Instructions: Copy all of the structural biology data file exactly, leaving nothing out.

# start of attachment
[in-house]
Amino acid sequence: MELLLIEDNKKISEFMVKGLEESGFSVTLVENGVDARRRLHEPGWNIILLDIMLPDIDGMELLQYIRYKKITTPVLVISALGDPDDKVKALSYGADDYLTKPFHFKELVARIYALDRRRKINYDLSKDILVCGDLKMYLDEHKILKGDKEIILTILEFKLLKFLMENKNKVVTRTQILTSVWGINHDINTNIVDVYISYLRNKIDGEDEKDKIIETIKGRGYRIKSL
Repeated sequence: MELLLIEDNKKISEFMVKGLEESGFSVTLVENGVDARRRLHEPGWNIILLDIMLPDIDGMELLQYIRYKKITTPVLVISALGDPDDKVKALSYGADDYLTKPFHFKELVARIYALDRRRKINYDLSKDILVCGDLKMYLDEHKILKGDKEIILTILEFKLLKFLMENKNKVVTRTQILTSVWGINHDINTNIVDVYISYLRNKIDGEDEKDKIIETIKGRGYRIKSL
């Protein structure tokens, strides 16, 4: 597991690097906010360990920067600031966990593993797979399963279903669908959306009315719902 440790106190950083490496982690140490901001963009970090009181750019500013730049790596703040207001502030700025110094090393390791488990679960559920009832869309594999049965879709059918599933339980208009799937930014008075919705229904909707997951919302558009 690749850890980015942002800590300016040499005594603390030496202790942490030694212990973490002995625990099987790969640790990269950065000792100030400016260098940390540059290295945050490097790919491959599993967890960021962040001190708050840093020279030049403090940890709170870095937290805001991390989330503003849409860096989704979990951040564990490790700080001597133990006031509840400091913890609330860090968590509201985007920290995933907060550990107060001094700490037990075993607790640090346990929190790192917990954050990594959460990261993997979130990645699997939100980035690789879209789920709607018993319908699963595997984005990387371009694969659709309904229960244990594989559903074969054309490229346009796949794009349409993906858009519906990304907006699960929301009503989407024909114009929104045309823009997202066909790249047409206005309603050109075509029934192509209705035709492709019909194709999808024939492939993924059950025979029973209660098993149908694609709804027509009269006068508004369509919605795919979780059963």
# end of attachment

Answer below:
[in-house]
Amino acid sequence: MELLLIEDNKKISEFMVKGLEESGFSVTLVENGVDARRRLHEPGWNIILLDIMLPDIDGMELLQYIRYKKITTPVLVISALGDPDDKVKALSYGADDYLTKPFHFKELVARIYALDRRRKINYDLSKDILVCGDLKMYLDEHKILKGDKEIILTILEFKLLKFLMENKNKVVTRTQILTSVWGINHDINTNIVDVYISYLRNKIDGEDEKDKIIETIKGRGYRIKSL
Repeated sequence: MELLLIEDNKKISEFMVKGLEESGFSVTLVENGVDARRRLHEPGWNIILLDIMLPDIDGMELLQYIRYKKITTPVLVISALGDPDDKVKALSYGADDYLTKPFHFKELVARIYALDRRRKINYDLSKDILVCGDLKMYLDEHKILKGDKEIILTILEFKLLKFLMENKNKVVTRTQILTSVWGINHDINTNIVDVYISYLRNKIDGEDEKDKIIETIKGRGYRIKSL
């Protein structure tokens, strides 16, 4: 597991690097906010360990920067600031966990593993797979399963279903669908959306009315719902 440790106190950083490496982690140490901001963009970090009181750019500013730049790596703040207001502030700025110094090393390791488990679960559920009832869309594999049965879709059918599933339980208009799937930014008075919705229904909707997951919302558009 690749850890980015942002800590300016040499005594603390030496202790942490030694212990973490002995625990099987790969640790990269950065000792100030400016260098940390540059290295945050490097790919491959599993967890960021962040001190708050840093020279030049403090940890709170870095937290805001991390989330503003849409860096989704979990951040564990490790700080001597133990006031509840400091913890609330860090968590509201985007920290995933907060550990107060001094700490037990075993607790640090346990929190790192917990954050990594959460990261993997979130990645699997939100980035690789879209789920709607018993319908699963595997984005990387371009694969659709309904229960244990594989559903074969054309490229346009796949794009349409993906858009519906990304907006699960929301009503989407024909114009929104045309823009997202066909790249047409206005309603050109075509029934192509209705035709492709019909194709999808024939492939993924059950025979029973209660098993149908694609709804027509009269006068508004369509919605795919979780059963």